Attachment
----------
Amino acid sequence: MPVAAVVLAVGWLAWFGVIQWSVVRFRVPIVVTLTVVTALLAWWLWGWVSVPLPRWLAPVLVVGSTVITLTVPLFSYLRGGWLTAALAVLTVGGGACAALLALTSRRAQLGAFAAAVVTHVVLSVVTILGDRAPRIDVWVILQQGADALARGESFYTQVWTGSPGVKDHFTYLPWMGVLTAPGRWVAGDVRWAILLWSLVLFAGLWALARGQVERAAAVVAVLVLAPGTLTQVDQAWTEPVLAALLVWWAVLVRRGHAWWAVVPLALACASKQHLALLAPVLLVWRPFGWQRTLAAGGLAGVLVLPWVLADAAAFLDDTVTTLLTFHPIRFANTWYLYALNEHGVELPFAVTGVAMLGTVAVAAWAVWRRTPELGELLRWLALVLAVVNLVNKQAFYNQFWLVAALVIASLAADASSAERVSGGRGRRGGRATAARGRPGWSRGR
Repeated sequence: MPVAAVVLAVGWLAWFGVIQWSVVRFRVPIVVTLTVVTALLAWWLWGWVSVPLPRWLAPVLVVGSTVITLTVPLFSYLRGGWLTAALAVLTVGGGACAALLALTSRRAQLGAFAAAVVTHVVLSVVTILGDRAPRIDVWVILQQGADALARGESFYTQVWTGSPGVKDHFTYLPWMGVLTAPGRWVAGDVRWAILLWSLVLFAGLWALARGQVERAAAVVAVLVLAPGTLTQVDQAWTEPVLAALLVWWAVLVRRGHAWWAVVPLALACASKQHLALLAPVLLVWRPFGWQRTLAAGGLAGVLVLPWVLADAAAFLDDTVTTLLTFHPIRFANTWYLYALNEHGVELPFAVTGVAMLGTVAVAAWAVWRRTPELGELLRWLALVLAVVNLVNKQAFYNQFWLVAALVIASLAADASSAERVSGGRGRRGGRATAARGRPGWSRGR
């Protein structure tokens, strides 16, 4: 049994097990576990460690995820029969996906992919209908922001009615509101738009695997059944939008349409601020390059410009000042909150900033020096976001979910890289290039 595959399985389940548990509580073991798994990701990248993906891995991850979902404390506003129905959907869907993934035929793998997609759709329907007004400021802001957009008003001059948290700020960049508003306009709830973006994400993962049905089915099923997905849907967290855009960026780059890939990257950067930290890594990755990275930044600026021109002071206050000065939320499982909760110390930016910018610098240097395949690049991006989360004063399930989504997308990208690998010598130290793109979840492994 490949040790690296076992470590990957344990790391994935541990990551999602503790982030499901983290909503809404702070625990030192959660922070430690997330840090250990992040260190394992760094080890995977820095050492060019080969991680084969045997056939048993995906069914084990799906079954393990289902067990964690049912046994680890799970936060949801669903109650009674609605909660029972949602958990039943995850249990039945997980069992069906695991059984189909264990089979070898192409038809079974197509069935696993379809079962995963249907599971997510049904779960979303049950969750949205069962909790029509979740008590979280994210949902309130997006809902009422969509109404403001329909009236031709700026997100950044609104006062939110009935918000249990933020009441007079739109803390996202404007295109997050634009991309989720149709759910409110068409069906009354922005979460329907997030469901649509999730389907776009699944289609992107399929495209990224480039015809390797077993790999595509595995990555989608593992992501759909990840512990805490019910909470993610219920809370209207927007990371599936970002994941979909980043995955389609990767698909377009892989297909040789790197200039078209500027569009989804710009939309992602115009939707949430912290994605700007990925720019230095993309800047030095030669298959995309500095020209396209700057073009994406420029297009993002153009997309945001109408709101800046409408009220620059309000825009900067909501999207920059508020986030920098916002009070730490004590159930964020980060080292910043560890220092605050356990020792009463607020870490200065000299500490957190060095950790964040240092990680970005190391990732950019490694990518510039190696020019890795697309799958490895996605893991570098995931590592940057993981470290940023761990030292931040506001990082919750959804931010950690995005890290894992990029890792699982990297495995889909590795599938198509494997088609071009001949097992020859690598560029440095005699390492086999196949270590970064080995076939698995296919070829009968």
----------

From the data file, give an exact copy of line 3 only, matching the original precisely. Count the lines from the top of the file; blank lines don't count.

């Protein structure tokens, strides 16, 4: 049994097990576990460690995820029969996906992919209908922001009615509101738009695997059944939008349409601020390059410009000042909150900033020096976001979910890289290039 595959399985389940548990509580073991798994990701990248993906891995991850979902404390506003129905959907869907993934035929793998997609759709329907007004400021802001957009008003001059948290700020960049508003306009709830973006994400993962049905089915099923997905849907967290855009960026780059890939990257950067930290890594990755990275930044600026021109002071206050000065939320499982909760110390930016910018610098240097395949690049991006989360004063399930989504997308990208690998010598130290793109979840492994 490949040790690296076992470590990957344990790391994935541990990551999602503790982030499901983290909503809404702070625990030192959660922070430690997330840090250990992040260190394992760094080890995977820095050492060019080969991680084969045997056939048993995906069914084990799906079954393990289902067990964690049912046994680890799970936060949801669903109650009674609605909660029972949602958990039943995850249990039945997980069992069906695991059984189909264990089979070898192409038809079974197509069935696993379809079962995963249907599971997510049904779960979303049950969750949205069962909790029509979740008590979280994210949902309130997006809902009422969509109404403001329909009236031709700026997100950044609104006062939110009935918000249990933020009441007079739109803390996202404007295109997050634009991309989720149709759910409110068409069906009354922005979460329907997030469901649509999730389907776009699944289609992107399929495209990224480039015809390797077993790999595509595995990555989608593992992501759909990840512990805490019910909470993610219920809370209207927007990371599936970002994941979909980043995955389609990767698909377009892989297909040789790197200039078209500027569009989804710009939309992602115009939707949430912290994605700007990925720019230095993309800047030095030669298959995309500095020209396209700057073009994406420029297009993002153009997309945001109408709101800046409408009220620059309000825009900067909501999207920059508020986030920098916002009070730490004590159930964020980060080292910043560890220092605050356990020792009463607020870490200065000299500490957190060095950790964040240092990680970005190391990732950019490694990518510039190696020019890795697309799958490895996605893991570098995931590592940057993981470290940023761990030292931040506001990082919750959804931010950690995005890290894992990029890792699982990297495995889909590795599938198509494997088609071009001949097992020859690598560029440095005699390492086999196949270590970064080995076939698995296919070829009968």